- 1.1 External Forces: A New World of Volume, Variety, and Velocity
- 1.2 Internal Information Environment Challenges
- 1.3 The Need for a New Enterprise Information Architecture
- 1.4 The Business Vision for the Information-Enabled Enterprise
- 1.5 Building an Enterprise Information Strategy and the Information Agenda
- 1.6 Best Practices in Driving Enterprise Information Planning Success
- 1.7 Relationship to Other Key Industry and IBM Concepts
- 1.8 The Roles of Business Strategy and Technology
- 1.9 References
1.6 Best Practices in Driving Enterprise Information Planning Success
The Information Agenda development process is often challenging, with each situation requiring its own balance of structured approach, sensitivity to company culture, and the meshing of strong personalities and opinions from diverse teams. Based on IBM’s experience working with multiple organizations, the following sections discuss best practices and considerations for how to develop and deploy a successful Information Agenda.
1.6.1 Aligning the Information Agenda with Business Objectives
The top priority in developing an Information Agenda is ensuring that core business objectives drive the agenda. At a high level, these business objectives might be strategic in nature, such as revenue generation, competitive differentiation, cost avoidance, efficiency, or performance. At a line item or feature level they might be described in terms of “being able to mine voice data” or “access to sales data in real time.”
It is also important to be realistic and practical in defining the Information Agenda. Most leaders are wary of “boil the ocean” type strategies that appear too expansive and exhaustive to be practically implemented. Along these lines, being realistic with expected returns can be important when setting expectations. When a projected benefit looks too good to be true, it might be viewed with skepticism and disbelief. Lastly, pragmatism in the Blueprint and design approach might require choosing tactics that fit the organization’s strengths, even if it does not represent leading-edge thinking within the industry.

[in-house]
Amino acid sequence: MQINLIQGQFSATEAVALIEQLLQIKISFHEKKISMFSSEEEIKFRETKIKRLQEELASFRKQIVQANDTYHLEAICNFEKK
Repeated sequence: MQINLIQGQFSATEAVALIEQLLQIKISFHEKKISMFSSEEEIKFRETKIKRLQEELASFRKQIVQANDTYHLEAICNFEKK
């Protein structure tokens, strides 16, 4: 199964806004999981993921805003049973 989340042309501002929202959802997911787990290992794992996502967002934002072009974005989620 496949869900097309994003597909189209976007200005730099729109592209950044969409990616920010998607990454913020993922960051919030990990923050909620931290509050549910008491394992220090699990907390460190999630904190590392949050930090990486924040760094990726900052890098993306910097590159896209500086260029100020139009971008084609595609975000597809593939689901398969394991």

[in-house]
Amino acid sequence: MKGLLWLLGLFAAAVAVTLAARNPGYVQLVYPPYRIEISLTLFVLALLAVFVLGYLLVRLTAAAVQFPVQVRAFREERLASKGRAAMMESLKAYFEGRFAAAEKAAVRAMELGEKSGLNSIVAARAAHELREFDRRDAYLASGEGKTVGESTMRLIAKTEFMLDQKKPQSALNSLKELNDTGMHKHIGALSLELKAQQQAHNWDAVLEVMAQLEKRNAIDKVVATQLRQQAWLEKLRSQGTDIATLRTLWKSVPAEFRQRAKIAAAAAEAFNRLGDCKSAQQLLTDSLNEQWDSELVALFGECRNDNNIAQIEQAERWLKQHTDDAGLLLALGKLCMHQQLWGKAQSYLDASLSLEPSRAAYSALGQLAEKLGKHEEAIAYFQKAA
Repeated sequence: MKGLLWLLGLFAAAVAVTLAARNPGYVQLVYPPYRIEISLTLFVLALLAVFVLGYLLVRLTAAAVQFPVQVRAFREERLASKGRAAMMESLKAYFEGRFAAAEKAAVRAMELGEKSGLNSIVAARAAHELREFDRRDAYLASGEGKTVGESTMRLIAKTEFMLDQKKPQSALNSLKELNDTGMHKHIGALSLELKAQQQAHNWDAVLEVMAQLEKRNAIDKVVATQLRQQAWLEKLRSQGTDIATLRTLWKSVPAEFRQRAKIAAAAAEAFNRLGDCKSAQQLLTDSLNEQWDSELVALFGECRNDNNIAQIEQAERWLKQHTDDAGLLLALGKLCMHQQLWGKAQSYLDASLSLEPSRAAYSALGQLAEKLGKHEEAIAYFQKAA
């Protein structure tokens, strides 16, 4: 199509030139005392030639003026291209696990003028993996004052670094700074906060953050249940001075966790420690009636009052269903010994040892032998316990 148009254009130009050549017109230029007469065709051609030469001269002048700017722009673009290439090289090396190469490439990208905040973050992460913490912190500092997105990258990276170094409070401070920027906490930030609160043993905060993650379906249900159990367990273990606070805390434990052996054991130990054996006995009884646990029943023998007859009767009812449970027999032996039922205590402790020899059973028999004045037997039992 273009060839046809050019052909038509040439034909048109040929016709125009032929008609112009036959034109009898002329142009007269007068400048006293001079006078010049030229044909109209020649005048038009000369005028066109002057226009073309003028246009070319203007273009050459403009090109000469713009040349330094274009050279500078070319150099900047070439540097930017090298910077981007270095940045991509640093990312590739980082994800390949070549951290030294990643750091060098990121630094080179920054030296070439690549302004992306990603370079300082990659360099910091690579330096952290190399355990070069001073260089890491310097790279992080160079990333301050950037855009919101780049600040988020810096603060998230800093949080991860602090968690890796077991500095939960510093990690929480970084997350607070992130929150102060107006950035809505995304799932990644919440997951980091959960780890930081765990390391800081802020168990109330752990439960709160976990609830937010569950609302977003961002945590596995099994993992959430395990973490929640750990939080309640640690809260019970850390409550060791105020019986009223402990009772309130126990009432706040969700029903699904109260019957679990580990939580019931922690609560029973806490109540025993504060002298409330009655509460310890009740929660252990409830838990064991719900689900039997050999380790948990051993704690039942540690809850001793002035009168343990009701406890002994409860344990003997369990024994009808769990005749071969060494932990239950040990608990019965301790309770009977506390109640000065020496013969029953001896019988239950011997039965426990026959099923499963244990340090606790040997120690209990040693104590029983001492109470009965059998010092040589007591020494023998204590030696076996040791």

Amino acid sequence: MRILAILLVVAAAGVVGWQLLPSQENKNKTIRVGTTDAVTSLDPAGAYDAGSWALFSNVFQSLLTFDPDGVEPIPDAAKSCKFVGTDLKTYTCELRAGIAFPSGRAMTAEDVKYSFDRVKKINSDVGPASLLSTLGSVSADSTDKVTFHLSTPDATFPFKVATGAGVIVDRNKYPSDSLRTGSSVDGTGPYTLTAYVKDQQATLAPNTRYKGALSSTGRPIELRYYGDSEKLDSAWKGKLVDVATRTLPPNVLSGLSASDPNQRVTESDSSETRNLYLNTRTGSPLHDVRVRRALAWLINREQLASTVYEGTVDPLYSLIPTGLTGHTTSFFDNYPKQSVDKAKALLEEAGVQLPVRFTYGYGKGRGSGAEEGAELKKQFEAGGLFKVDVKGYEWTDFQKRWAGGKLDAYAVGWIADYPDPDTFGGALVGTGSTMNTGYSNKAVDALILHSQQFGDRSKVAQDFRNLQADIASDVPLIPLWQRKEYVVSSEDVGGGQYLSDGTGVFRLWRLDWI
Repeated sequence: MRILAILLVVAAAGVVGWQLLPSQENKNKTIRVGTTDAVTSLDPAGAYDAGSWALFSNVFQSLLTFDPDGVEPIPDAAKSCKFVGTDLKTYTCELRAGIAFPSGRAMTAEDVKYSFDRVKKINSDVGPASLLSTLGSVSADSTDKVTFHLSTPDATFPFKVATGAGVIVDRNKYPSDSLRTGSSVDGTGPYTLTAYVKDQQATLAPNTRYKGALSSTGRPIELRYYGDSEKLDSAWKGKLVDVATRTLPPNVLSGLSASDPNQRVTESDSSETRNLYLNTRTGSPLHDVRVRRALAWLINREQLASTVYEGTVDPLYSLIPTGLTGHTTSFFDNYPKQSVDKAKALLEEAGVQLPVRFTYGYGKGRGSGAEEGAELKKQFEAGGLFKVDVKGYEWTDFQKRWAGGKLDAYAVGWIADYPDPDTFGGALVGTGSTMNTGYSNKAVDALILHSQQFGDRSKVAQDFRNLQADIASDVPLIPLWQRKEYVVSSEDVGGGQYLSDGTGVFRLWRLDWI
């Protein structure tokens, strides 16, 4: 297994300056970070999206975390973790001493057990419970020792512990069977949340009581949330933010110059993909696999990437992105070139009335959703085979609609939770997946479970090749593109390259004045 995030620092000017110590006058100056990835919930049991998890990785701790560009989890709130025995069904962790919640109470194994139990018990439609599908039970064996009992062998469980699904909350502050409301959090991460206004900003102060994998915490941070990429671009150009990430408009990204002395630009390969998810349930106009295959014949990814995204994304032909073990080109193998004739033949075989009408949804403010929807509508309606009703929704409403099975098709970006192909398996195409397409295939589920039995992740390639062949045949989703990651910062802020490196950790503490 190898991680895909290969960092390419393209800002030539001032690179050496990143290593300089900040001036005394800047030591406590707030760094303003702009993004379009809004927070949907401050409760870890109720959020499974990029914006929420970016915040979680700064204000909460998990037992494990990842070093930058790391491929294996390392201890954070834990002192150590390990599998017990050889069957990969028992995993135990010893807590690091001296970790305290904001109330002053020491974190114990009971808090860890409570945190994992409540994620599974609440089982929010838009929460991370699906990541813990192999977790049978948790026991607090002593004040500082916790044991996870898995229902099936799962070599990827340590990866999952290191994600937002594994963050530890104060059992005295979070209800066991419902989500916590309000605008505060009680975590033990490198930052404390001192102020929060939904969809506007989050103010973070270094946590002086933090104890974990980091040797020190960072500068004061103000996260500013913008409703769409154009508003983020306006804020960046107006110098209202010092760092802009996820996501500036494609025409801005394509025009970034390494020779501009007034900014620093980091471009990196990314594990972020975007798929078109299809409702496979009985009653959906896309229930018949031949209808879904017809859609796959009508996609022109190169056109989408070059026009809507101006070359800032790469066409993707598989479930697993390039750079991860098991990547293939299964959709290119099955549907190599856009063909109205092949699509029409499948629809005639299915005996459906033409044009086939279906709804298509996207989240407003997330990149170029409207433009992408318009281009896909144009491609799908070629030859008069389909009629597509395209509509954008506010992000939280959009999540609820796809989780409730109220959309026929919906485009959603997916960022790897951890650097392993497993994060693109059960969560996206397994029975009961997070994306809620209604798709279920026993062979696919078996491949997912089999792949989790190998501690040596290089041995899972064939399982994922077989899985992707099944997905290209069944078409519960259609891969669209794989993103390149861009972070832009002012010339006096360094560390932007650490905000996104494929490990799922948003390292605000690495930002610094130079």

1.6.2 Getting Started Smartly
There are typically multiple entry points, competing priorities, and methods for getting started. Sometimes a case for an Enterprise Strategy finds its start in a specific area, such as data quality or risk management, that when examined, is revealed to be endemic of a larger organizational data issue. Other times, the process starts from a strategic enterprise level, where the strategy is based on goals such as global integration, enterprise agility, and competitive differentiation. Regardless, the smart Information Agenda should ultimately take a strategic purview and be supported by advocates for improving the overall business, not just changing the technology, while at the same time identifying opportunities for deriving short-term benefits. It is essential to garner support and advocacy by cross-departmental or cross-functional leadership that includes and spans beyond IT. Although the CIO is a likely candidate to lead the Information Agenda initiative, he or she should have the full support of other top leaders in understanding, championing, and funding the Information Agenda process.
1.6.3 Maintaining Momentum
Constant, quality communications with the right stakeholders is an important way to ensure the project stays on track. Communication should be bi-directional, with the team accepting and responding to stakeholder input and reporting results and decisions.
Since the Information Agenda process will involve many different types of stakeholders, it is important to communicate in the various ‘languages’ they speak and understand. For example, a CEO might think in terms of competitive differentiation and shareholder value. The CFO will look for hard numbers and speak in financial terms. A CRM or marketing leader might think in terms of customer experience. The IT leaders think in terms of data and systems. Because of this, it is important to describe strategy in ways that engage these different audiences.
1.6.4 Implementing the Information Agenda
The Information Agenda is only as good as an organization’s capability to implement it. For the Information Agenda Roadmap to be successful, it must compel the organization forward toward the vision. At the same time, after the implementation begins, the organization cannot lose sight of the strategy. The vision, the Blueprint, and the value case must live on through the implementation as the “guiding lights” and “touchstones.” The ultimate strategic output is the Roadmap, as it is the short-term and long-term plan toward achieving the vision.
Lastly, a formal metrics and measurement program needs to be instituted and maintained. At the project level, milestones, schedules, and budgets should be tracked to ensure that the projects are executed on time and on budget. At a strategic business level, the value drivers should be monitored and quantified as the new Information Agenda operations come online.